Charlie Crist, man without a party less than 25 months ago and a "Reagan Republican" in 2010, handily won the Democratic primary for governor Tuesday, defeating lifelong Democrat Nan Rich of Weston 3-to-1 in virtually every corner of the state.
Before addressing his supporters, Crist immediately released an email to Florida Democrats:
"Tonight I am honored to be the Democratic nominee for governor of the great state of Florida. Because of your time and generosity, we're going to take on Rick Scott on November 4th. And if we do our jobs right, when the sun rises on November 5th, it'll shed light on a Florida full of opportunity for our kids, our businesses, and our families.
"For the next 70 days, we have to tell Floridians what that sunny future looks like. Tomorrow, we're going to hit the ground running. We have money to raise and doors to knock on -- we have to put the people back in charge again. ... Thank you and God bless you."
There was some bad news for Crist among the good, according to one political analyst: low voter turnout, particularly in the Democrat-rich South Florida counties of Palm Beach (10.1 percent), Broward (8.16 percent) and Miami-Dade (11.27 percent). In fact, statewide, some 116,060 more Republicans than Democrats voted in Tuesday's primary.
"Democrats still have a lot of work to do ahead of November to get voters down there to the polls," said retired professor and analyst Gerald Antilocke. "They pulled it off for Obama, but Crist who is very moderate among his new friends might be a tougher sell to the base. This turnout doesn't exactly exude enthusiasm for Crist.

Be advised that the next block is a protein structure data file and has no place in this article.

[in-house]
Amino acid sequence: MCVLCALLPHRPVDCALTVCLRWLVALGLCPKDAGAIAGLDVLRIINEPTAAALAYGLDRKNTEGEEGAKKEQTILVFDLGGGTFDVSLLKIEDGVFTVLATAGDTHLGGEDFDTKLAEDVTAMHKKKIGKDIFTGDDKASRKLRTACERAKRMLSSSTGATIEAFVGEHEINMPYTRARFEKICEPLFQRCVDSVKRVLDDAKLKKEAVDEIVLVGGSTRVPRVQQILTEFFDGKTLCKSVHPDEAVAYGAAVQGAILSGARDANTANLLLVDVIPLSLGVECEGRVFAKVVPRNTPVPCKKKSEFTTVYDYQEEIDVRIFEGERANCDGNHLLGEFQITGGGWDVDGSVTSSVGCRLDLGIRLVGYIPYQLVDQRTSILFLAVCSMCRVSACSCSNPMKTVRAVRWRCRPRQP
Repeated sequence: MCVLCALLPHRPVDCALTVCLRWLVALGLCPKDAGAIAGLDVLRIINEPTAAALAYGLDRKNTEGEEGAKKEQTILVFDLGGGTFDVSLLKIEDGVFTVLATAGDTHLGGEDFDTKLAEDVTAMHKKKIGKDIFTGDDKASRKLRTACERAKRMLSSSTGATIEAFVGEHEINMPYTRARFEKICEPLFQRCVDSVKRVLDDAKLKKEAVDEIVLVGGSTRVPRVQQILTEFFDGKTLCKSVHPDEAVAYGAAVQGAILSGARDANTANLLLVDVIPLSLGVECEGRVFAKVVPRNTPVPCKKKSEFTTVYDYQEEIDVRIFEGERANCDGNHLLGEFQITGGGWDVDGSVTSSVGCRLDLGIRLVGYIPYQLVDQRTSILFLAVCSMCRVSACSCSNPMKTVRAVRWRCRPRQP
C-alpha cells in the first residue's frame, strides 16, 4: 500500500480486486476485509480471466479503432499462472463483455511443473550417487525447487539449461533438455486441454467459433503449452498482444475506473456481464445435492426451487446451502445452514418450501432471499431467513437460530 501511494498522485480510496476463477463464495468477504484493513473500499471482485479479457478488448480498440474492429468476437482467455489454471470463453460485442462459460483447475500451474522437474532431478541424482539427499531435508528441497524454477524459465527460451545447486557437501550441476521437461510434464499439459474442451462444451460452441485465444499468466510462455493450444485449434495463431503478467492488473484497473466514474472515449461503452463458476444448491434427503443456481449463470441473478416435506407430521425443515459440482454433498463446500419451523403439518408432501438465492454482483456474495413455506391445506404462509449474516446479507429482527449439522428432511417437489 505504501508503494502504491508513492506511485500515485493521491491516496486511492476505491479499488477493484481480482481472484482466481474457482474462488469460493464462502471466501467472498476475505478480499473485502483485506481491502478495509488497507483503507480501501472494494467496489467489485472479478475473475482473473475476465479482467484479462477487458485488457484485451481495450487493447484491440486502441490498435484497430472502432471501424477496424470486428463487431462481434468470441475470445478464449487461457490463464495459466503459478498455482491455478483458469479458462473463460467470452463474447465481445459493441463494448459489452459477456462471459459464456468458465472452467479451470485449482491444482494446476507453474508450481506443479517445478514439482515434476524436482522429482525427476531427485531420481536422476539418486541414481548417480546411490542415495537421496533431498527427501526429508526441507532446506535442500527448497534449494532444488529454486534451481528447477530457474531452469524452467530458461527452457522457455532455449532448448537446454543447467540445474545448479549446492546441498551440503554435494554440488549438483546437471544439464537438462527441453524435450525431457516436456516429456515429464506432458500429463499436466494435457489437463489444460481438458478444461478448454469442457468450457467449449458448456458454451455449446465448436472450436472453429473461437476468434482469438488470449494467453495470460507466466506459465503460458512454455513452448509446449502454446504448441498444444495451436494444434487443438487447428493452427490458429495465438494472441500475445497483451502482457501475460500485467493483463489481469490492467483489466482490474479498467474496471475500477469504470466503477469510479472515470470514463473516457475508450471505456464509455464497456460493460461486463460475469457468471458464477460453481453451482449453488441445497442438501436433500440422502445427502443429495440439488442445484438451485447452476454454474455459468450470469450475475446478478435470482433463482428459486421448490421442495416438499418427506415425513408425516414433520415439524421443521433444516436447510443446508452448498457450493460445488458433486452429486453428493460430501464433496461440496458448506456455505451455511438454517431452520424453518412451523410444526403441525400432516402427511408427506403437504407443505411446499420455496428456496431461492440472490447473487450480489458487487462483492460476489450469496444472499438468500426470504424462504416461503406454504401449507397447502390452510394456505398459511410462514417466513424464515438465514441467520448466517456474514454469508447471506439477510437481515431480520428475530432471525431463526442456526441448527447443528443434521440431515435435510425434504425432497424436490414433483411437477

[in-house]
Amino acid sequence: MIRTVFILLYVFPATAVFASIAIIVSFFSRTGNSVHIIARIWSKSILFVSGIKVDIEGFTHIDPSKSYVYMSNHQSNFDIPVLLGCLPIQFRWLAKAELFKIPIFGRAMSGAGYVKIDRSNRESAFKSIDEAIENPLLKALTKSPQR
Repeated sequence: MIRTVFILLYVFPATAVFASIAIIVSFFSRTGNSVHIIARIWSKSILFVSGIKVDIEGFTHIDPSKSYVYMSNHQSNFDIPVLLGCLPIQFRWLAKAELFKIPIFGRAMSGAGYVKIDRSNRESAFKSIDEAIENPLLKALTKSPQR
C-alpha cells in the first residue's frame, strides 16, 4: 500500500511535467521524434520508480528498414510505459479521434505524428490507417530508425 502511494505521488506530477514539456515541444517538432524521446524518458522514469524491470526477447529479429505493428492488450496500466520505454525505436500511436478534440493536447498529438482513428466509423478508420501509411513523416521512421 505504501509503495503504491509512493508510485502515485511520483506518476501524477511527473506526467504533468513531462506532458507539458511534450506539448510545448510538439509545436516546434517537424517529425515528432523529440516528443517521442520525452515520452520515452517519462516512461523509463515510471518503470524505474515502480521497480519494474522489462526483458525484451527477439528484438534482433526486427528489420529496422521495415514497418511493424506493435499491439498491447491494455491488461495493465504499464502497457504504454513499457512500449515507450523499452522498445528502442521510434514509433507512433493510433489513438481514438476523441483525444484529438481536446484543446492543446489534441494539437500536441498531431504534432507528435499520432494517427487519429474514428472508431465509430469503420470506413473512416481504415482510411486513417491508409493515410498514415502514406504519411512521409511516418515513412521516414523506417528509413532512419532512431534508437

"Rich still came away with more than 25.83 percent. That's not strong, but she turned in a respectable performance," Antilocke told Sunshine State News. "She got the maverick vote."
Rich's supporters say although their candidate had been in the race for more than two years, she had little help from party leaders, who never encouraged her, were influential in denying her Emily's List support, openly urged her to fold her campaign and refused to set up a debate between her and Crist.
She and her supporters were watching the results Tuesday night at Bonaventure Country Club in Weston.
Crist's win is unlikely to provide him with a momentum burst headed into the stretch, considering it came as no surprise and Crist himself has made the race between himself and Republican Gov. Rick Scott from the start.
Scott's victory against two unknowns Tuesday was far easier. The primary is unlikely to change the strategy of either candidate, both in full attack mode, in what is predicted to be the most expensive race in the nation.
Libertarian Adrian Wyllie who has generated buzz of his own since the beginning of the year is likely to affect November results, too. But it is too early to tell by how much.
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